The government said on Thursday it is essential to institutionalise e-governance systems that will help reduce the human interface in the course of delivering public services and also check corruption.
"It is very important to have a law in place to ensure that those who are corrupt are dealt with expeditiously and very strongly so that there is an element of deterrence for those who violate the law. . . . But that law alone is not enough," Telecom Minister Kapil Sibal said at an Assocham event in New Delhi.
He added that this law should be facilitated through systems that reduce the human element in the delivery of public services.
"We need to put systems in place though e-governance to ensure that there is elimination of human interface in the course of delivery of services," he said.
The minister cited the example of Income Tax refunds, where sometimes officials demand money for giving a refund.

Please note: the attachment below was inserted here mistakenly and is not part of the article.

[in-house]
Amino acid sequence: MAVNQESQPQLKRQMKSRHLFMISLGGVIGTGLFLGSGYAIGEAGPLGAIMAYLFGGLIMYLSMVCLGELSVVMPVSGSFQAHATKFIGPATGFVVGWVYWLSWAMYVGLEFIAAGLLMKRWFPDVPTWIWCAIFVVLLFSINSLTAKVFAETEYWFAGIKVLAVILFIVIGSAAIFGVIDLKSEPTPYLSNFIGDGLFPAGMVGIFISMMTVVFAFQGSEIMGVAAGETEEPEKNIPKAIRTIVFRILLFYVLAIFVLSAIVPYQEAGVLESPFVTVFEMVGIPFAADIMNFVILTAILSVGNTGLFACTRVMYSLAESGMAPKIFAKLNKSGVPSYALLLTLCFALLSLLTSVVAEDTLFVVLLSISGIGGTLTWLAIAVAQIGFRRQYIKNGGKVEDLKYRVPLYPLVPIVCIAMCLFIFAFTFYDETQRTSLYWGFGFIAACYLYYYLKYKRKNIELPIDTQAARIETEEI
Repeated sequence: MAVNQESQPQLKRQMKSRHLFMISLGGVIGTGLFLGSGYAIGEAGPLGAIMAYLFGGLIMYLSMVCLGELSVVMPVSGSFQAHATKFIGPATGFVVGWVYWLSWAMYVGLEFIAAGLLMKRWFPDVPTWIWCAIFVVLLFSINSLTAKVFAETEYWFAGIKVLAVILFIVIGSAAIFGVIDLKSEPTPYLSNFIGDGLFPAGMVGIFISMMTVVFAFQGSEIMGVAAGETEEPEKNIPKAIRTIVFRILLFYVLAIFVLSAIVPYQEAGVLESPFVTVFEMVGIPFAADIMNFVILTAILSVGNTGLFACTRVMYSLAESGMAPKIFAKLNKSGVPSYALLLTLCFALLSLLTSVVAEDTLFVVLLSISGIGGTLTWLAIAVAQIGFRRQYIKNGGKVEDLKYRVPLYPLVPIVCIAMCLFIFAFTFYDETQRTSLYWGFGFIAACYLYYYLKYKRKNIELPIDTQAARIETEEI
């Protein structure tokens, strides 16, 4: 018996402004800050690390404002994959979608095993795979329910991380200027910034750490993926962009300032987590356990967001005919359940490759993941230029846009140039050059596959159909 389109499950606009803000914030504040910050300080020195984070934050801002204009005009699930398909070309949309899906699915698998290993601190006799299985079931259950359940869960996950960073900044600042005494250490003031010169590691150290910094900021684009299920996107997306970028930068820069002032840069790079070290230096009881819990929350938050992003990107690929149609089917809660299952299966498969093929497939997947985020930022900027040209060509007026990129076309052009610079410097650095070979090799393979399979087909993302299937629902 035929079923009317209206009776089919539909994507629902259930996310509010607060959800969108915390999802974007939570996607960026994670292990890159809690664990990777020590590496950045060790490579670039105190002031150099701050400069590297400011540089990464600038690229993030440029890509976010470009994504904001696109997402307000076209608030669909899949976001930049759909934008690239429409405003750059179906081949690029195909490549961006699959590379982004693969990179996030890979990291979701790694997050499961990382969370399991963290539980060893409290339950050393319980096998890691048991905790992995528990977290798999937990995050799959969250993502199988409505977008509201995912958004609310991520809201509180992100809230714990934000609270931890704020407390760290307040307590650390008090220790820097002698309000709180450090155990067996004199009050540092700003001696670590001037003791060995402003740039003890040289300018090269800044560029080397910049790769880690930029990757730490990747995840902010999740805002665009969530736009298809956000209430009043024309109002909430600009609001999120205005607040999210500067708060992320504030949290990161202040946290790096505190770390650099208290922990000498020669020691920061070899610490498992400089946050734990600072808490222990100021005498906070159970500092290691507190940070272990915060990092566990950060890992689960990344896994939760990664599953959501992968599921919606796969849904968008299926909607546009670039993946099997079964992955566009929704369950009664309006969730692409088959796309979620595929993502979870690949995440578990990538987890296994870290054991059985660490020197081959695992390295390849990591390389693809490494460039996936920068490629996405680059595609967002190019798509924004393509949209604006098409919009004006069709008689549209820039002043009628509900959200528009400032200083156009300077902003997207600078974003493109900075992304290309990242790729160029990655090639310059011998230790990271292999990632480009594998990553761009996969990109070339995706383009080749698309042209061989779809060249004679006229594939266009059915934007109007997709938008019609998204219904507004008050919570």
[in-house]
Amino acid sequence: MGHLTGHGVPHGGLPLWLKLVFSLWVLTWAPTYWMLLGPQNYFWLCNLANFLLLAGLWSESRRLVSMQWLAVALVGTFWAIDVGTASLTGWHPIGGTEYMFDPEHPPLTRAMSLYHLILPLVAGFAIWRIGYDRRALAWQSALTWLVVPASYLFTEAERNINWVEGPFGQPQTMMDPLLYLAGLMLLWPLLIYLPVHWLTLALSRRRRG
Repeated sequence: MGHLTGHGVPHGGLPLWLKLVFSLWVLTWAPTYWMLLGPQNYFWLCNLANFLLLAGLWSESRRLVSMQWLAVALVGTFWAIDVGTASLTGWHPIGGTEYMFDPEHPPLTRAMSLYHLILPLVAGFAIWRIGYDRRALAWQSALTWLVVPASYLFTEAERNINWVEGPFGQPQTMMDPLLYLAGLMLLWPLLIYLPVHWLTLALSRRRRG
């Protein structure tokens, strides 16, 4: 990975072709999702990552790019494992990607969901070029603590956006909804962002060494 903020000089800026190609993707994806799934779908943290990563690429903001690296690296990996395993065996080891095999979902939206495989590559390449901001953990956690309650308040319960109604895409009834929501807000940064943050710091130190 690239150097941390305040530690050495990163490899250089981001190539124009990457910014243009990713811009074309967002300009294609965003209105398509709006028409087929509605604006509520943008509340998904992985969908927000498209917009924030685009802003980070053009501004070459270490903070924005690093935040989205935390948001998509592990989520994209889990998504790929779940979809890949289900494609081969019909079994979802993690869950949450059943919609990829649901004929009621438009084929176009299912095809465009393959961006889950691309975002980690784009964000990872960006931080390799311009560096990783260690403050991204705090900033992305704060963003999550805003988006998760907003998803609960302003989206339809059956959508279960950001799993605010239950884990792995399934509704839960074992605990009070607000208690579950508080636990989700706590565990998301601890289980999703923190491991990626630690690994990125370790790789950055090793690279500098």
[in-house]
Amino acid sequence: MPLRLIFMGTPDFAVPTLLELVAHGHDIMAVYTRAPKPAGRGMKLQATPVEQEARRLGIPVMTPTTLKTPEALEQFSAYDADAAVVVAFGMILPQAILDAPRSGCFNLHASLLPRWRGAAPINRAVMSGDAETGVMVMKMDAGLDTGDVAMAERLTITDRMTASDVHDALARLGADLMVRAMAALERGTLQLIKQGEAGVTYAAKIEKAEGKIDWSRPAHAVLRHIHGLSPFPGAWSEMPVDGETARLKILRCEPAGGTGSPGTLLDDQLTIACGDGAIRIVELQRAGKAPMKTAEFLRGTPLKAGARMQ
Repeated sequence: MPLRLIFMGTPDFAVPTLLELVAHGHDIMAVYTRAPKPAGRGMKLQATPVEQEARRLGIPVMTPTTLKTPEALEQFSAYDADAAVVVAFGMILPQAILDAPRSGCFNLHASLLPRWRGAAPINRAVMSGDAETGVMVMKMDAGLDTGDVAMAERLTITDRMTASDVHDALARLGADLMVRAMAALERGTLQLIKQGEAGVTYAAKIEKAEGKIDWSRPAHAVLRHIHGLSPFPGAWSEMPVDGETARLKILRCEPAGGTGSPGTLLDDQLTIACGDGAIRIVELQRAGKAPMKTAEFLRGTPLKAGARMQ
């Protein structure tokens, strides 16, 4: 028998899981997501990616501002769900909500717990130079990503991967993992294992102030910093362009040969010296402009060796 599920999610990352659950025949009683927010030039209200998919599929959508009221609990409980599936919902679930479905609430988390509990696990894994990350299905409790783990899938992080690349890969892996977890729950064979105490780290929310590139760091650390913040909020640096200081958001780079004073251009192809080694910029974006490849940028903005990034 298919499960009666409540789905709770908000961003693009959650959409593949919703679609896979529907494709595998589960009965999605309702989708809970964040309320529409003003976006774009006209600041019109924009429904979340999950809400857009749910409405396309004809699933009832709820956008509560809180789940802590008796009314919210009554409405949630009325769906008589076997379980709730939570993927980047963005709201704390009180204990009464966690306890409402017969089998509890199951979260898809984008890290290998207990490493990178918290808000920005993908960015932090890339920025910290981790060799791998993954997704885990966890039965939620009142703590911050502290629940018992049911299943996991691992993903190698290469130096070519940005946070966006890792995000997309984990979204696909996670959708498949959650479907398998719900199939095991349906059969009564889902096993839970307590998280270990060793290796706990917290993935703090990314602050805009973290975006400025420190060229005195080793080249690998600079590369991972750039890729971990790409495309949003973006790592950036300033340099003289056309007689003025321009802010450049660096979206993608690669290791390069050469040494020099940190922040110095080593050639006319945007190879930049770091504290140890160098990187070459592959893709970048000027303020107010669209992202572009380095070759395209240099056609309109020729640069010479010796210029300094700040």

"Many a time, examples are given in this country of Income Tax people who come to you and say, 'Do you want a refund?' and in the event you want a refund, 'You must pay me some percentage before I give you back the cheque'," the minister said.
Removing this kind of human interface through technology can remove corruption, he asserted.
The ministry of communications and IT is working on an Electronic Services Delivery Bill that will ensure that all public services of the government are delivered to people electronically within five years of enactment of the Bill.
"We are hopeful of presenting this Bill in the next session of Parliament," he said.
The Department of Information Technology has already issued the final version of ESD Bill, 2011, after incorporating changes based on comments received from stakeholders.
The final ESD Bill draft says it is applicable to the whole of India, except the state of Jammu and Kashmir.
The Bill has provisions for imposing a penalty of up to Rs 25,000 on officials for violations of norms under the proposed ESD Act.